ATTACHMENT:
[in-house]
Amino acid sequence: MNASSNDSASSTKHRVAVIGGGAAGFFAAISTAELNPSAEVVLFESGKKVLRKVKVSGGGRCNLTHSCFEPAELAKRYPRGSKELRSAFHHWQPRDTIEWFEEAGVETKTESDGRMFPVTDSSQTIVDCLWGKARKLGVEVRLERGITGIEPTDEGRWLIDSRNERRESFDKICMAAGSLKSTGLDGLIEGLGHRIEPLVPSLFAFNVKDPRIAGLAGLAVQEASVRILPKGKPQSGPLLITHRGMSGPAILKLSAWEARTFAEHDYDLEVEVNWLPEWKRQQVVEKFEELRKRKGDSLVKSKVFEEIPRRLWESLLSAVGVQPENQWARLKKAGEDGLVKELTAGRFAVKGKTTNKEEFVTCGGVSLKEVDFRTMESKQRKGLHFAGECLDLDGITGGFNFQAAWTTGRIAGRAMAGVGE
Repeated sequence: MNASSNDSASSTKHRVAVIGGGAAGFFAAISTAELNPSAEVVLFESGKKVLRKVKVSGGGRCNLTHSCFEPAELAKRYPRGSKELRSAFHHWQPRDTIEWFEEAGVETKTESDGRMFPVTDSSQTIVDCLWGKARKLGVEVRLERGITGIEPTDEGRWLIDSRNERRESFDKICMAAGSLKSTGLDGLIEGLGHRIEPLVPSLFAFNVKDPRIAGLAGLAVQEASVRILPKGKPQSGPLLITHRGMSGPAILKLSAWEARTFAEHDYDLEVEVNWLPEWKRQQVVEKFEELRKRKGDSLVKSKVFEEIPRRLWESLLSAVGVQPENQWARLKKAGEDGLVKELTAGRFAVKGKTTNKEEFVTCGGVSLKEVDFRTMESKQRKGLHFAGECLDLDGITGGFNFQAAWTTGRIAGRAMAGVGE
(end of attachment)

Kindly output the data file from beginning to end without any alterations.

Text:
[in-house]
Amino acid sequence: MNASSNDSASSTKHRVAVIGGGAAGFFAAISTAELNPSAEVVLFESGKKVLRKVKVSGGGRCNLTHSCFEPAELAKRYPRGSKELRSAFHHWQPRDTIEWFEEAGVETKTESDGRMFPVTDSSQTIVDCLWGKARKLGVEVRLERGITGIEPTDEGRWLIDSRNERRESFDKICMAAGSLKSTGLDGLIEGLGHRIEPLVPSLFAFNVKDPRIAGLAGLAVQEASVRILPKGKPQSGPLLITHRGMSGPAILKLSAWEARTFAEHDYDLEVEVNWLPEWKRQQVVEKFEELRKRKGDSLVKSKVFEEIPRRLWESLLSAVGVQPENQWARLKKAGEDGLVKELTAGRFAVKGKTTNKEEFVTCGGVSLKEVDFRTMESKQRKGLHFAGECLDLDGITGGFNFQAAWTTGRIAGRAMAGVGE
Repeated sequence: MNASSNDSASSTKHRVAVIGGGAAGFFAAISTAELNPSAEVVLFESGKKVLRKVKVSGGGRCNLTHSCFEPAELAKRYPRGSKELRSAFHHWQPRDTIEWFEEAGVETKTESDGRMFPVTDSSQTIVDCLWGKARKLGVEVRLERGITGIEPTDEGRWLIDSRNERRESFDKICMAAGSLKSTGLDGLIEGLGHRIEPLVPSLFAFNVKDPRIAGLAGLAVQEASVRILPKGKPQSGPLLITHRGMSGPAILKLSAWEARTFAEHDYDLEVEVNWLPEWKRQQVVEKFEELRKRKGDSLVKSKVFEEIPRRLWESLLSAVGVQPENQWARLKKAGEDGLVKELTAGRFAVKGKTTNKEEFVTCGGVSLKEVDFRTMESKQRKGLHFAGECLDLDGITGGFNFQAAWTTGRIAGRAMAGVGE